If you notice your gums bleeding after brushing or flossing, this can be a moment of panic for many. Understanding what causes bleeding gums is the first step in determining what is causing your gums to bleed, and if this could be a bigger issue than you might initially think.
Why are my gums bleeding?
There are a few different reasons why your gums could be bleeding after your oral care routine. While some of these are temporary, some could be a warning sign of a more serious issue and should be addressed with your dentist right away.
Gingivitis. The first stage of gum disease. When plaque on your teeth and gumline are not removed from brushing and flossing, that same plaque can begin attacking your gums and lead to an infection referred to as gingivitis. If your gums are swollen, tender and bleed during brushing or flossing, discussing an action plan with your dentist at your next checkup may reverse the damages if caught at the early stage of this disease.
Medications. The American Dental Association lists blood thinning medications as one of the possible causes of bleeding gums. These medications work in decreasing the body’s natural ability to clot, which can result in easier bleeding – one area specifically being the gums. Talk to your dentist about any medications you may be taking.
Toothbrush. If you recently changed to a new type of toothbrush, or switched to a more firm bristle, this could be the culprit for your bleeding gumline. A soft-bristled toothbrush is gentler on the gum tissue and may alleviate your issue. Your dentist can recommend which type of bristle you should be using.
Flossing. If you recently began a new flossing routine, this can cause your gums to bleed because you’re interacting with sensitive gum tissue. Your gums will adjust to your new routine within a week, so note if your problem is still present after that timeframe.
Pregnancy. Hormonal changes during pregnancy can cause some women to experience swollen gums and bleeding while brushing their teeth. This is known as pregnancy gingivitis because of the way the hormones alter the body’s response to bacteria that causes gum disease. The American Pregnancy Association says symptoms should clear up after pregnancy and a dental checkup can help to prevent the gums from becoming worse.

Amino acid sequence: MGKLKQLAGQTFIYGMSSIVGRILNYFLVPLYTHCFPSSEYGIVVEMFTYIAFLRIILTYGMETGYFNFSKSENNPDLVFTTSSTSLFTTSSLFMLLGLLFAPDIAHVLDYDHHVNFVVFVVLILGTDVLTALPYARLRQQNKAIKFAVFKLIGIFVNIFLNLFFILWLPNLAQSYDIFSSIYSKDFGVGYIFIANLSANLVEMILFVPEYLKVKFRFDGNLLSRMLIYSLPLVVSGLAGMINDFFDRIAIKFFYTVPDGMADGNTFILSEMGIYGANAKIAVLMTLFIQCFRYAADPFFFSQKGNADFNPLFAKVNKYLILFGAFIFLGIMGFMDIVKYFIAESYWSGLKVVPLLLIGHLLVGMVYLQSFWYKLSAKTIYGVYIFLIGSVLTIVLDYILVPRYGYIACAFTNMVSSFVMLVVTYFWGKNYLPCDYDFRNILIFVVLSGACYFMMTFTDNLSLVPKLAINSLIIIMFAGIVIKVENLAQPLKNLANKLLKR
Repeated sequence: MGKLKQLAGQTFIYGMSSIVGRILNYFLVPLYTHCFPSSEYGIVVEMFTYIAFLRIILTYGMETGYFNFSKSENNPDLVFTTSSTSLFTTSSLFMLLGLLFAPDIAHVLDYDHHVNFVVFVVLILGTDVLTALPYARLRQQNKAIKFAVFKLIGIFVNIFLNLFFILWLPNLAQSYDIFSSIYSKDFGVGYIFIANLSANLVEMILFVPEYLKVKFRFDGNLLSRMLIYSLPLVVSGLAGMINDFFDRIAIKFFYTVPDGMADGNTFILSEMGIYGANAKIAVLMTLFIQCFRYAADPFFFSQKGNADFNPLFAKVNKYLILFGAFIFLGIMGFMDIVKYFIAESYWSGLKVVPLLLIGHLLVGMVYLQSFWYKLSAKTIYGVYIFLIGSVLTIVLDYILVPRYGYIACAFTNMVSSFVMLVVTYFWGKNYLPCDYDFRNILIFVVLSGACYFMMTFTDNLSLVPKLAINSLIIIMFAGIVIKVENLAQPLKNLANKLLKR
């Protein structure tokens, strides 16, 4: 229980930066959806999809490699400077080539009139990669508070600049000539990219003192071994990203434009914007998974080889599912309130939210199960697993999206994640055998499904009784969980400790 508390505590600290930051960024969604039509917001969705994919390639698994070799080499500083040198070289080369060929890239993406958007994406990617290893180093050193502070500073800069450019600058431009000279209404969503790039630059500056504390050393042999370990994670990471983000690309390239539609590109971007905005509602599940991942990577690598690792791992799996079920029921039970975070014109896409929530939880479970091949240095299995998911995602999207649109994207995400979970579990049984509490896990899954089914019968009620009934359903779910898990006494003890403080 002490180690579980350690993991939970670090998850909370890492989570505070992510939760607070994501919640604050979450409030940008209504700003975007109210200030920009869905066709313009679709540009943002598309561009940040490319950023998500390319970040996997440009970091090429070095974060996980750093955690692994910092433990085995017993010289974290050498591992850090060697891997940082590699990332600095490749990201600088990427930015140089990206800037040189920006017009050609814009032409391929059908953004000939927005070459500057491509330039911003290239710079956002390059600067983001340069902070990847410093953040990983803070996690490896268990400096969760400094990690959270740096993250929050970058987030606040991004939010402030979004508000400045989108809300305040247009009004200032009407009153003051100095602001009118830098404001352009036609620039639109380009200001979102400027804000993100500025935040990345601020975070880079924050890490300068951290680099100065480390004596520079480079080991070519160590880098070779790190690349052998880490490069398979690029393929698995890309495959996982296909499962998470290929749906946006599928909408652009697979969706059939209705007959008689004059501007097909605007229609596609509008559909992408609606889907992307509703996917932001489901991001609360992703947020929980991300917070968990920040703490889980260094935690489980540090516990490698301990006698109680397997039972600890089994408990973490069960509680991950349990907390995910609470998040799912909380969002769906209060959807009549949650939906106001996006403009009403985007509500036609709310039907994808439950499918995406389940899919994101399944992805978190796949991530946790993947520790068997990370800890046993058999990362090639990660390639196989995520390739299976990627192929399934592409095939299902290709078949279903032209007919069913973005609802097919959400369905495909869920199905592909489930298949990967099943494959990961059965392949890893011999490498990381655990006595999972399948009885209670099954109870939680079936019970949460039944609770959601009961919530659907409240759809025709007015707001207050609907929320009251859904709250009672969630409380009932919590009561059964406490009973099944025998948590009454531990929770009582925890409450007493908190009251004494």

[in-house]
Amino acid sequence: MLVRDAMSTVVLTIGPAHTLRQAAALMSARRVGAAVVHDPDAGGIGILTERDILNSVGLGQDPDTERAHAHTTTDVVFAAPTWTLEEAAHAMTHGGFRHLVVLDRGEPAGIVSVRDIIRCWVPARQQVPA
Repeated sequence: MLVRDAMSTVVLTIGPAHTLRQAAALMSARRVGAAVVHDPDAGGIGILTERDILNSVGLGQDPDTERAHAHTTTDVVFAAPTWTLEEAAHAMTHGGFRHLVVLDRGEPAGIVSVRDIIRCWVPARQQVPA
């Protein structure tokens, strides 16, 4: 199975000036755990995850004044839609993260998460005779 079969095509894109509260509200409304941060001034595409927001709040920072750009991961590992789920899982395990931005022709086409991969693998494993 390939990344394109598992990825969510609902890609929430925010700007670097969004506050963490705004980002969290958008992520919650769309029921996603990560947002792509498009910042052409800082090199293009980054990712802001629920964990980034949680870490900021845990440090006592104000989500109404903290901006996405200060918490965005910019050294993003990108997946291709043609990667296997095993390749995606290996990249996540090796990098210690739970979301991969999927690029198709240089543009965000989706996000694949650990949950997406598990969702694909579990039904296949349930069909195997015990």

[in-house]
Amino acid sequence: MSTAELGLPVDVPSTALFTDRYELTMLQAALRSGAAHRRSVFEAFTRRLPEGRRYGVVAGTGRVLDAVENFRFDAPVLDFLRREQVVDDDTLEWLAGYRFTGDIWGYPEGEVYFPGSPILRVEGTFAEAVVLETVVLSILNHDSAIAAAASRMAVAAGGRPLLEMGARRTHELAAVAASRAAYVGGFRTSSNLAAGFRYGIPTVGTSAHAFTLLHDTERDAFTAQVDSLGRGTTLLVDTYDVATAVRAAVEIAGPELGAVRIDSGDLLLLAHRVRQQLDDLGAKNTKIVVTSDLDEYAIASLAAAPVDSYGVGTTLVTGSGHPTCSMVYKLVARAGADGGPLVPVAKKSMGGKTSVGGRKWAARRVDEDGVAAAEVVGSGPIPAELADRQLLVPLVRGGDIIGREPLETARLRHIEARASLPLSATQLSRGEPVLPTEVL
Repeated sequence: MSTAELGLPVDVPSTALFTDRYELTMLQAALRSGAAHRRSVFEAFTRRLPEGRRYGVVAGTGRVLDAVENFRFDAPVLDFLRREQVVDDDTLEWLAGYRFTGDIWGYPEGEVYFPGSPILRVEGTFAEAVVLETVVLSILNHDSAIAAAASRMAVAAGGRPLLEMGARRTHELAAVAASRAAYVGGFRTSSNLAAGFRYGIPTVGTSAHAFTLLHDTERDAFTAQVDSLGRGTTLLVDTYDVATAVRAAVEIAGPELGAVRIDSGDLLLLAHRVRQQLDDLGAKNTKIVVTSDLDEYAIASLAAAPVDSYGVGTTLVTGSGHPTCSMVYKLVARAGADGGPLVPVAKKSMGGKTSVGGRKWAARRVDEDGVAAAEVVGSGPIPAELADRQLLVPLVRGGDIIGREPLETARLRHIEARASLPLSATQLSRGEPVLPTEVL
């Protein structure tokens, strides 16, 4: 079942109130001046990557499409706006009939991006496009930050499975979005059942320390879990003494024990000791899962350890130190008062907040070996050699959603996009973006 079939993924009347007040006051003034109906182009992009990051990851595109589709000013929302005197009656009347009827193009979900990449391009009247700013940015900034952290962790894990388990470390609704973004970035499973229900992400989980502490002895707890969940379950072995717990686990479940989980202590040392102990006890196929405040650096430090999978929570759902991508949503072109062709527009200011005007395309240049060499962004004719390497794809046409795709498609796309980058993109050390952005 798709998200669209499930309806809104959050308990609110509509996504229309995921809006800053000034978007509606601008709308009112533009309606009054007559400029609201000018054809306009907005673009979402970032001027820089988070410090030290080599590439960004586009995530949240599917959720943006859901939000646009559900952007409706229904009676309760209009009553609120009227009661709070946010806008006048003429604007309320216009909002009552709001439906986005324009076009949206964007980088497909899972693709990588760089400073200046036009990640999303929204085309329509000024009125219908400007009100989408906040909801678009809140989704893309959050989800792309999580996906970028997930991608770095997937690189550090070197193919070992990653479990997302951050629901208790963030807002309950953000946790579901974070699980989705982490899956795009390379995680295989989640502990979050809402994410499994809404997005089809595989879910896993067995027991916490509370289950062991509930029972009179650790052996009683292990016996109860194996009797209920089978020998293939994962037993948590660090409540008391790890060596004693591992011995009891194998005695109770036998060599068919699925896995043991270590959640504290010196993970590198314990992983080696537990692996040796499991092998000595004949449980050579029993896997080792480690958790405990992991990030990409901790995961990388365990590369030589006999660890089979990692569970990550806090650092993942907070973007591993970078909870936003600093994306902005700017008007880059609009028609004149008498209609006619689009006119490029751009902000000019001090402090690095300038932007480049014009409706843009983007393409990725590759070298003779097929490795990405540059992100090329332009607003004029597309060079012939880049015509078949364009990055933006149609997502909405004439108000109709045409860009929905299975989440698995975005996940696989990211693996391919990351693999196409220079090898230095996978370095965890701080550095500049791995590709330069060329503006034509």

Recognizing Symptoms of Gum Disease
Bleeding gums are most often related to gingivitis or periodontal disease, so it’s key that you know the other symptoms so that you can spot disease as early as possible. Gingivitis, the first stage of periodontal disease, can be pretty subtle. Watch out for gums that look:
- Receding or like they’re pulling away from the teeth
- Dusty red or purple in color
- Bloody after brushing or flossing
Persistent bad breath from bad bacteria can also be an indicator of gum disease.
Other Conditions that Can Cause Gums to Bleed
Your gums could also be bleeding because of something simple you are doing that can be easily rectified, as long as you’re aware of it. Other common conditions that can cause the gums to bleed are:
- Brushing your teeth too hard. This can be magnified if you’re also using a toothbrush that doesn’t have soft enough bristles.
- Starting a new flossing routine that your gums aren’t used to yet, or if you just began flossing again after a hiatus.
- Dentures that don’t fit well can cause sore spots to form in the gums and can cause bleeding. If you wear dentures, have your dentist check to see that they are fitting properly and not rubbing where they shouldn’t be.
How to Support Healthy Gums (And Teeth, Too)
Gym disease is the number one cause of tooth loss, and can have long-term effects on your oral health and your smile. Learning how to properly care for our gums and teeth at home can reverse the first stages of gum disease and improve your oral hygiene.
- Brush regularly and correctly
- Be consistent with a flossing routine and stick with it
- Use a mouthwash with fluoride to help prevent bacteria and plaque from building up
- Avoid sugary sweets and limit your starches that turn into sugar
Visiting your dentist every 6 months for a regular exam can assist in disease prevention. Let us help you determine what is causing your bleeding gums so we can create a solution for you.